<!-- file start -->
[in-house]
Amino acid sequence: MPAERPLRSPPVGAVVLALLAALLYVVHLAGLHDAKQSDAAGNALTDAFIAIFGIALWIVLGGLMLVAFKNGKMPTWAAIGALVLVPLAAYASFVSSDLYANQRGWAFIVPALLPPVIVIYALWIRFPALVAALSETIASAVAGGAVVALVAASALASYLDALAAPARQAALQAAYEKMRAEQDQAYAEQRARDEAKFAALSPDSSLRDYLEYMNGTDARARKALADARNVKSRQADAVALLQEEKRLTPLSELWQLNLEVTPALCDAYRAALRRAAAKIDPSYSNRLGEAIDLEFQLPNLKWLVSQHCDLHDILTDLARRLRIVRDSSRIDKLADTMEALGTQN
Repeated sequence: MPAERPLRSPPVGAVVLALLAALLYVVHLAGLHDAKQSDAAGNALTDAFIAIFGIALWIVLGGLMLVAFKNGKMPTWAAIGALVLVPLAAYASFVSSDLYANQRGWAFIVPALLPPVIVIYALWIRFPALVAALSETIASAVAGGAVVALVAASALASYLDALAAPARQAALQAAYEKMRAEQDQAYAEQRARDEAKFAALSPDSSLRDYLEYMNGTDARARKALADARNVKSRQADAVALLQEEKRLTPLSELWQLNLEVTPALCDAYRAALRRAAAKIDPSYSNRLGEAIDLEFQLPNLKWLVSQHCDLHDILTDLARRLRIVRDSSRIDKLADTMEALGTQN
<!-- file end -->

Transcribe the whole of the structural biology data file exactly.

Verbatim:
[in-house]
Amino acid sequence: MPAERPLRSPPVGAVVLALLAALLYVVHLAGLHDAKQSDAAGNALTDAFIAIFGIALWIVLGGLMLVAFKNGKMPTWAAIGALVLVPLAAYASFVSSDLYANQRGWAFIVPALLPPVIVIYALWIRFPALVAALSETIASAVAGGAVVALVAASALASYLDALAAPARQAALQAAYEKMRAEQDQAYAEQRARDEAKFAALSPDSSLRDYLEYMNGTDARARKALADARNVKSRQADAVALLQEEKRLTPLSELWQLNLEVTPALCDAYRAALRRAAAKIDPSYSNRLGEAIDLEFQLPNLKWLVSQHCDLHDILTDLARRLRIVRDSSRIDKLADTMEALGTQN
Repeated sequence: MPAERPLRSPPVGAVVLALLAALLYVVHLAGLHDAKQSDAAGNALTDAFIAIFGIALWIVLGGLMLVAFKNGKMPTWAAIGALVLVPLAAYASFVSSDLYANQRGWAFIVPALLPPVIVIYALWIRFPALVAALSETIASAVAGGAVVALVAASALASYLDALAAPARQAALQAAYEKMRAEQDQAYAEQRARDEAKFAALSPDSSLRDYLEYMNGTDARARKALADARNVKSRQADAVALLQEEKRLTPLSELWQLNLEVTPALCDAYRAALRRAAAKIDPSYSNRLGEAIDLEFQLPNLKWLVSQHCDLHDILTDLARRLRIVRDSSRIDKLADTMEALGTQN